Objectives: To assess subclinical atherosclerotic cardiovascular disease (ASCVD) using B-mode ultrasound, with special emphasis on the incremental value of performing imaging in multiple peripheral arteries, and to compare imaging findings with traditional risk factors for medical intervention eligibility. Methods: Data from 2 asymptomatic cohorts from India with unknown ASCVD risk factors were compared to 2 cohorts from North America with known ASCVD risk factors. Carotid and iliofemoral arteries of the Indian cohorts were examined with automated ultrasound in a high-pace environment by non-experts. A simplified metric of atherosclerotic disease burden (FUster-Narula or FUN Score) was developed from 3D imaging data by summing intima-media volume (IMV) over 5-cm arterial segments. Effectiveness of ASCVD prevention guidelines to direct therapy was compared to results from direct imaging. Results: Of the 941 (mean age 44.27 ± 13.76 years, 34% female) enrollees from India, 224 (24%) demonstrated plaques in at least 1 of the 4 arterial sites examined; 107 (11%) had plaques in only the carotids, 70 (7%) in both the carotids and iliofemoral arteries, and 47 (5%) had plaques in only the iliofemoral arteries. Older age and male sex were associated with the presence of plaque, but association with systolic blood pressure was not observed. Data from 2 North American clinics (n = 481, mean age 59.68 ± 11.95 years, 39% female) showed that 203 subjects (42%) had carotid plaque; 82% of whom would not have qualified for lipid-lowering therapy under the Adult Treatment Panel (ATP) III Guidelines. Using the recently published ATP IV Guidelines, 33% of the individuals with carotid plaque would also have failed to qualify for treatment. Conclusions: B-mode ultrasound examination of bilateral iliofemoral arteries provided an incremental yield in identifying subclinical atherosclerotic disease compared to carotid evaluation alone. Ultrasound examination allowed improved identification of individuals who could be targeted for prophylactic medical intervention compared to ATP III and ATP IV Guidelines.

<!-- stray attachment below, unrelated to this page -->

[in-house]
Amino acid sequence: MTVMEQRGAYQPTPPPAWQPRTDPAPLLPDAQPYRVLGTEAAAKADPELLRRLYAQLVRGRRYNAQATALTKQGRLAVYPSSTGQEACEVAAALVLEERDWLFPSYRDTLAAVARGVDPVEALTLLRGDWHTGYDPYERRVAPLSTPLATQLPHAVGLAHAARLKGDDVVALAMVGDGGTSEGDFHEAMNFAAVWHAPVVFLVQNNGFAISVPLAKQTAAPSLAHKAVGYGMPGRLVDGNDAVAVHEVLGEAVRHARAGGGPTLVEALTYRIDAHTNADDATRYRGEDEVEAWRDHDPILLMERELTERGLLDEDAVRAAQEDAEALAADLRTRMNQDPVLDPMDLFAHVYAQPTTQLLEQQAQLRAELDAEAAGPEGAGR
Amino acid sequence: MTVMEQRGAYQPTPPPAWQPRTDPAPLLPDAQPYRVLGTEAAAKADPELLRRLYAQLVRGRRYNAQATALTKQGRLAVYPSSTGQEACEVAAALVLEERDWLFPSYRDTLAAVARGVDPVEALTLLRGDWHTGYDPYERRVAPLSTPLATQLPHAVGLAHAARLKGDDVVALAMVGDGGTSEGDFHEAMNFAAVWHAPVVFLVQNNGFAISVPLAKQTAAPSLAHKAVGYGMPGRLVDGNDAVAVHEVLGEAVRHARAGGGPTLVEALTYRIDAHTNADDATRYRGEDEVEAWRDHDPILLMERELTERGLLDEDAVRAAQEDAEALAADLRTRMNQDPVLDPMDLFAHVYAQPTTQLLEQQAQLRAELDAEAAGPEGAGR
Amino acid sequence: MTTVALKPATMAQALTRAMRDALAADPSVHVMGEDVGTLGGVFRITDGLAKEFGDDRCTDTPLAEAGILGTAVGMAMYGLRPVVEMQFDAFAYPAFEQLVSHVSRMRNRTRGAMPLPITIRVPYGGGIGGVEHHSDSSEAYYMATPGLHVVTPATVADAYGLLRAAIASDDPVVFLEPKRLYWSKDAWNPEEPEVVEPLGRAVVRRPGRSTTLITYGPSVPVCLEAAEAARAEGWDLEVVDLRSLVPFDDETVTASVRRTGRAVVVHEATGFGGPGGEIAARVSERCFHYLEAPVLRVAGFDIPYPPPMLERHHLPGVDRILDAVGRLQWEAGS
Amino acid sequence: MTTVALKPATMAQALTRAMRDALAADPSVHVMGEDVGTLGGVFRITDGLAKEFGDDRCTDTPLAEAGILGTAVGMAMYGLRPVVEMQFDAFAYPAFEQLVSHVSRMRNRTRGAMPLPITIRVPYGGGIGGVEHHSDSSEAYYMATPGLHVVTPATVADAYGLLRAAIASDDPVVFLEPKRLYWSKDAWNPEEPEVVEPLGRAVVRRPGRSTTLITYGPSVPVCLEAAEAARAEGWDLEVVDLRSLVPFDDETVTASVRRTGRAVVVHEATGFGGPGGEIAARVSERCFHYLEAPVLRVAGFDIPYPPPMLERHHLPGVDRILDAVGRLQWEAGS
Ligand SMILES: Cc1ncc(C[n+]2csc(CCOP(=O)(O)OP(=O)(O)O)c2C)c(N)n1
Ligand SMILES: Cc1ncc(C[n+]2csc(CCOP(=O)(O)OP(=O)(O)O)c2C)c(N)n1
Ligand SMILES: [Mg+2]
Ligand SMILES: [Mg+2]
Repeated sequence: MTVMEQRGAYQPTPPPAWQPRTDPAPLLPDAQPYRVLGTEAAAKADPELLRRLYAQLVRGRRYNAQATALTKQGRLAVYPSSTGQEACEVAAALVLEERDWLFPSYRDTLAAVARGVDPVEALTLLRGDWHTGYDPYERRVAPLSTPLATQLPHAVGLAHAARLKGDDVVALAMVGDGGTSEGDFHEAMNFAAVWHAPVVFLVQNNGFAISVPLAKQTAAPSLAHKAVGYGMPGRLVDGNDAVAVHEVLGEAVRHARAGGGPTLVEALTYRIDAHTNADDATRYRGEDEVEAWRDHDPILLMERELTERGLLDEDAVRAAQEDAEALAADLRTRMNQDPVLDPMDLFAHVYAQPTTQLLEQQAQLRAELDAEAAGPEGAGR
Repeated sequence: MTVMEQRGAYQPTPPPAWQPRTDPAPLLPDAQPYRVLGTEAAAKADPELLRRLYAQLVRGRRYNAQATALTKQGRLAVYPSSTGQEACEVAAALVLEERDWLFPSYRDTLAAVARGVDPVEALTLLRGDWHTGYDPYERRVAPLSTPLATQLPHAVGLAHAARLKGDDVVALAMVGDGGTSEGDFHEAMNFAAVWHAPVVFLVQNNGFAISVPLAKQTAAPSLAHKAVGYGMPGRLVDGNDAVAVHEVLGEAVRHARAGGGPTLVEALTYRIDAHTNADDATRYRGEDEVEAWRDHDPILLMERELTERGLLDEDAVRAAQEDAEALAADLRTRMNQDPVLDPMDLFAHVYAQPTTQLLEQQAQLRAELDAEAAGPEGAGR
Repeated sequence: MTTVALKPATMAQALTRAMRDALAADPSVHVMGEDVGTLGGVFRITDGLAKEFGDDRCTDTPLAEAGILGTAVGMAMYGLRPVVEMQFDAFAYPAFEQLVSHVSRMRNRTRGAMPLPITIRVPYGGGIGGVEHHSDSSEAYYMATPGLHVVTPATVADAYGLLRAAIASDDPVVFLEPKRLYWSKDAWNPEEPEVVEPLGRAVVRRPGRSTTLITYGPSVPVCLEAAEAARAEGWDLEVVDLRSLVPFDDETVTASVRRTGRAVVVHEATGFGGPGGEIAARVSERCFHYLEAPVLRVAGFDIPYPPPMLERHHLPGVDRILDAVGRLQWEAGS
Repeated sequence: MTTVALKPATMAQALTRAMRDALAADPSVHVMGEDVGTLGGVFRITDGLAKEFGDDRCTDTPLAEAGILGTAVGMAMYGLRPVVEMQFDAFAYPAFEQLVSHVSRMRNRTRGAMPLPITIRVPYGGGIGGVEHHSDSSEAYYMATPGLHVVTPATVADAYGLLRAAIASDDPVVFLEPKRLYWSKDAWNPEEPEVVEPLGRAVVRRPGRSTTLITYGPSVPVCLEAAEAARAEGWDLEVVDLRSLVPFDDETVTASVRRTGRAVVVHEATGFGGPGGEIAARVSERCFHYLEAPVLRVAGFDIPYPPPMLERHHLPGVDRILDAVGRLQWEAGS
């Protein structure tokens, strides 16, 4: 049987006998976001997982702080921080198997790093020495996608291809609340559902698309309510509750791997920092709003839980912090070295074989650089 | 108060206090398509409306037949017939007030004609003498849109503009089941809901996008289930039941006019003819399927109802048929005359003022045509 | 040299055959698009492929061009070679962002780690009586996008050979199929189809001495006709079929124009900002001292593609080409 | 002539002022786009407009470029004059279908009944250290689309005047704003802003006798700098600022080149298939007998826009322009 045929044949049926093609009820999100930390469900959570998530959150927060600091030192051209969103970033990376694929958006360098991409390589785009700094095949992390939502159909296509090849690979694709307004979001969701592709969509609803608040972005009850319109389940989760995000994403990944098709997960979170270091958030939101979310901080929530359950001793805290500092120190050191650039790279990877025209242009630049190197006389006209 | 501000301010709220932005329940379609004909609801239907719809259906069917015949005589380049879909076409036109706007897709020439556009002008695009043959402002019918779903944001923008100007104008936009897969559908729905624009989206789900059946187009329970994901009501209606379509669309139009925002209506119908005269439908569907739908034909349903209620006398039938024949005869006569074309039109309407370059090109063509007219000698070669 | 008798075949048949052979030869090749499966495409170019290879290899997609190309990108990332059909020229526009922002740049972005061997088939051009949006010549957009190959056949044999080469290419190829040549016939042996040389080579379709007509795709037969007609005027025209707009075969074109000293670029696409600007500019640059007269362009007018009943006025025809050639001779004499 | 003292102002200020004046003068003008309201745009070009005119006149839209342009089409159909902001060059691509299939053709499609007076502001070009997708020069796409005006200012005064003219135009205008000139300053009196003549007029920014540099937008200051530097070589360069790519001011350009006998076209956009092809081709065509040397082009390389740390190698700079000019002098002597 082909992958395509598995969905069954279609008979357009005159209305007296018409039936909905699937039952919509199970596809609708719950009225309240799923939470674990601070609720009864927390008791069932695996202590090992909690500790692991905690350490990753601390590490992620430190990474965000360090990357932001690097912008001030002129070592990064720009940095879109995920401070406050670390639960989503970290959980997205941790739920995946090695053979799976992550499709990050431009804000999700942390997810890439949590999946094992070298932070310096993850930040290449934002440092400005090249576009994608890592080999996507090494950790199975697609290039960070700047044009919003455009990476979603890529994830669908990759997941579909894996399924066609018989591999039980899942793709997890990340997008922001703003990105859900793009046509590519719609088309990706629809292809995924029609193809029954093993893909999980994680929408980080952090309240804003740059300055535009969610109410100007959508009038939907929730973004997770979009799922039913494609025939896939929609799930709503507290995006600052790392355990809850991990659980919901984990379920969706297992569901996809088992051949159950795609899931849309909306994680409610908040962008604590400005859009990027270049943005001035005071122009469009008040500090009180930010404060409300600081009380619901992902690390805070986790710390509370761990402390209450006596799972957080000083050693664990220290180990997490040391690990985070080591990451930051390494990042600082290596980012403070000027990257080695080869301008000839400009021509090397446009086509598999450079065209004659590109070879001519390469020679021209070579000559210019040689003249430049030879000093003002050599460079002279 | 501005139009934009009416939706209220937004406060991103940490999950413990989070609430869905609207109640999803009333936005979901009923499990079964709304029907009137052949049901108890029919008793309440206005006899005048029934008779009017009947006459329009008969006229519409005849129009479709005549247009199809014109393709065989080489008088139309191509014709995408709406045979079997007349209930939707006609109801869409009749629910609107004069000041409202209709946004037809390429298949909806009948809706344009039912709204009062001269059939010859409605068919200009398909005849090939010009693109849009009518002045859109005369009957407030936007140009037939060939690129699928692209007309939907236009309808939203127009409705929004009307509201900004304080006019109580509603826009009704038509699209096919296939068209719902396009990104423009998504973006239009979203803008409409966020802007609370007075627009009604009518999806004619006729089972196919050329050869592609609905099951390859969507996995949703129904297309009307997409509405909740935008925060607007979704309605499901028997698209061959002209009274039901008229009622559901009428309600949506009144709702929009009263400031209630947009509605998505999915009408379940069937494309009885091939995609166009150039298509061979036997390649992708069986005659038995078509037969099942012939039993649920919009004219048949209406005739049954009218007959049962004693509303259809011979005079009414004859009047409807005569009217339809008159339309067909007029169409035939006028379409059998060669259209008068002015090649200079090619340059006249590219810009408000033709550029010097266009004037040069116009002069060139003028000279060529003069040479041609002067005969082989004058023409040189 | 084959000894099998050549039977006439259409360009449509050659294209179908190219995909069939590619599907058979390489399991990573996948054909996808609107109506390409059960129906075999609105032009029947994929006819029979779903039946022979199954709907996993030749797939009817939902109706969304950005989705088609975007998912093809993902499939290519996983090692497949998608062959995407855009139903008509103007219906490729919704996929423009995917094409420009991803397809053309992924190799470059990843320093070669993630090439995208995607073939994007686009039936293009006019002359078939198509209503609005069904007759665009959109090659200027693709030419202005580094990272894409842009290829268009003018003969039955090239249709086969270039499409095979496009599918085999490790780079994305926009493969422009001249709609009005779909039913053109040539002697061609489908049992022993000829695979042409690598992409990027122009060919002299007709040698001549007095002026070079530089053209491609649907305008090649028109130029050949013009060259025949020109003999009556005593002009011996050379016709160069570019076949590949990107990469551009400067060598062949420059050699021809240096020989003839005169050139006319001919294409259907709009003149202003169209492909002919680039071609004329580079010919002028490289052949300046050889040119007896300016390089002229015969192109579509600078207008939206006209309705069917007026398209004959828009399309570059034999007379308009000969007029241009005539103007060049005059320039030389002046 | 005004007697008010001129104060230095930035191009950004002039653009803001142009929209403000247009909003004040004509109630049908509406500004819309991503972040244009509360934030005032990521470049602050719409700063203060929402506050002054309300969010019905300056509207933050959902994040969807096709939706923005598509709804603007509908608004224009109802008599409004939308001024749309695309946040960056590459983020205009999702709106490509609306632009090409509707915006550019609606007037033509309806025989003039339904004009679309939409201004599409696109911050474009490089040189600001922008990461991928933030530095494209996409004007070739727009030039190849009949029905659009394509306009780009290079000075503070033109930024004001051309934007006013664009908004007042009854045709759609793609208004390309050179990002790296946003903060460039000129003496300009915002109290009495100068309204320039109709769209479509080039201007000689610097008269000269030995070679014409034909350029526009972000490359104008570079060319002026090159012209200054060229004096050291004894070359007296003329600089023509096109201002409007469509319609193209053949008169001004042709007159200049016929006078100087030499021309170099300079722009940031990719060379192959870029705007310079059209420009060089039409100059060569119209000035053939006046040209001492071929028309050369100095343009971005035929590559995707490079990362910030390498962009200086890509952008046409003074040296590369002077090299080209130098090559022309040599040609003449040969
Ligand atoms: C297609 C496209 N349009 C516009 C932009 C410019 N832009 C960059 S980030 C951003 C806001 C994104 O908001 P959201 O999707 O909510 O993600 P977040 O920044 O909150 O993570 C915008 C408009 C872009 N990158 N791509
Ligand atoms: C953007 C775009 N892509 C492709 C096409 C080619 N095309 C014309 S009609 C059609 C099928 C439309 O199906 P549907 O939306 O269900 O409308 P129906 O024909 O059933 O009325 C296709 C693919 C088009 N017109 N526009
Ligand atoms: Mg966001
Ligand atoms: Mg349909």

ASJC Scopus subject areas
- Community and Home Care
- Cardiology and Cardiovascular Medicine